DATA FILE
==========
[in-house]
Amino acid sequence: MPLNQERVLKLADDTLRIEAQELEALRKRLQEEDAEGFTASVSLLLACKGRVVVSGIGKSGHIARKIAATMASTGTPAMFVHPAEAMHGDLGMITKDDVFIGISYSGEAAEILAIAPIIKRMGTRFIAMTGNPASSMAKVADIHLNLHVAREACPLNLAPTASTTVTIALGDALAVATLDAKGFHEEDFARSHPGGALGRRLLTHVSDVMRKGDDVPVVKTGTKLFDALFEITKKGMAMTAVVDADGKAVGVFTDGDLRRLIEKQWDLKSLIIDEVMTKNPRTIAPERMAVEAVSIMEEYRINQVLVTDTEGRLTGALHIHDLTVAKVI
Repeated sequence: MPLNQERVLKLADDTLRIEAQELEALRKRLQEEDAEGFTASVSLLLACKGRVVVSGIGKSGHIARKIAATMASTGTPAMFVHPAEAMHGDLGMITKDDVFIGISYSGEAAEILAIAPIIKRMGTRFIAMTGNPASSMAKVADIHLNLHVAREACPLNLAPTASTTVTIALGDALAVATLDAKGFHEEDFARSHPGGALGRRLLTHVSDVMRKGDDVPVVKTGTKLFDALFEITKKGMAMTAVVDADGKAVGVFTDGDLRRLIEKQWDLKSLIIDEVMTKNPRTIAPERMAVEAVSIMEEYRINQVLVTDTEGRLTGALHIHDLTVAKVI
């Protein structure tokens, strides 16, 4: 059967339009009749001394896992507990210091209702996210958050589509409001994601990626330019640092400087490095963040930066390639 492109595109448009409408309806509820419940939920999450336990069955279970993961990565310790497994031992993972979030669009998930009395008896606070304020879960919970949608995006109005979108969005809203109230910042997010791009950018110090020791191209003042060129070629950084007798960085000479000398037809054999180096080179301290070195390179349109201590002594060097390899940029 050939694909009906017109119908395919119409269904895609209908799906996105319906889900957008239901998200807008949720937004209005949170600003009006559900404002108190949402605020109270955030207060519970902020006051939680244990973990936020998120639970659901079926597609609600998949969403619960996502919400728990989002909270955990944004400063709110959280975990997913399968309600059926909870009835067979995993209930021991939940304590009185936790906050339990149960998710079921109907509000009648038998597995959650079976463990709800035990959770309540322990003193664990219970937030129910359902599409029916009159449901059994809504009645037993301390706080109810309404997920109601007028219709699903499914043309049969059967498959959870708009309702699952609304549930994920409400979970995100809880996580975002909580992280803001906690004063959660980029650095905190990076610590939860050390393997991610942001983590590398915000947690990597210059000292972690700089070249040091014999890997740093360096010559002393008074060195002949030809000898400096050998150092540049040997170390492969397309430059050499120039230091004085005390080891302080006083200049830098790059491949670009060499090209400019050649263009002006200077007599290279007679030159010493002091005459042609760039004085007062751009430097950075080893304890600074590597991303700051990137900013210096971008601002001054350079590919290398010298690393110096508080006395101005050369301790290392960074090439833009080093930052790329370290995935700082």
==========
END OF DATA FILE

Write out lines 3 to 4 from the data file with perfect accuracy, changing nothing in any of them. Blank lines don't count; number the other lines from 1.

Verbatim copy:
Repeated sequence: MPLNQERVLKLADDTLRIEAQELEALRKRLQEEDAEGFTASVSLLLACKGRVVVSGIGKSGHIARKIAATMASTGTPAMFVHPAEAMHGDLGMITKDDVFIGISYSGEAAEILAIAPIIKRMGTRFIAMTGNPASSMAKVADIHLNLHVAREACPLNLAPTASTTVTIALGDALAVATLDAKGFHEEDFARSHPGGALGRRLLTHVSDVMRKGDDVPVVKTGTKLFDALFEITKKGMAMTAVVDADGKAVGVFTDGDLRRLIEKQWDLKSLIIDEVMTKNPRTIAPERMAVEAVSIMEEYRINQVLVTDTEGRLTGALHIHDLTVAKVI
């Protein structure tokens, strides 16, 4: 059967339009009749001394896992507990210091209702996210958050589509409001994601990626330019640092400087490095963040930066390639 492109595109448009409408309806509820419940939920999450336990069955279970993961990565310790497994031992993972979030669009998930009395008896606070304020879960919970949608995006109005979108969005809203109230910042997010791009950018110090020791191209003042060129070629950084007798960085000479000398037809054999180096080179301290070195390179349109201590002594060097390899940029 050939694909009906017109119908395919119409269904895609209908799906996105319906889900957008239901998200807008949720937004209005949170600003009006559900404002108190949402605020109270955030207060519970902020006051939680244990973990936020998120639970659901079926597609609600998949969403619960996502919400728990989002909270955990944004400063709110959280975990997913399968309600059926909870009835067979995993209930021991939940304590009185936790906050339990149960998710079921109907509000009648038998597995959650079976463990709800035990959770309540322990003193664990219970937030129910359902599409029916009159449901059994809504009645037993301390706080109810309404997920109601007028219709699903499914043309049969059967498959959870708009309702699952609304549930994920409400979970995100809880996580975002909580992280803001906690004063959660980029650095905190990076610590939860050390393997991610942001983590590398915000947690990597210059000292972690700089070249040091014999890997740093360096010559002393008074060195002949030809000898400096050998150092540049040997170390492969397309430059050499120039230091004085005390080891302080006083200049830098790059491949670009060499090209400019050649263009002006200077007599290279007679030159010493002091005459042609760039004085007062751009430097950075080893304890600074590597991303700051990137900013210096971008601002001054350079590919290398010298690393110096508080006395101005050369301790290392960074090439833009080093930052790329370290995935700082």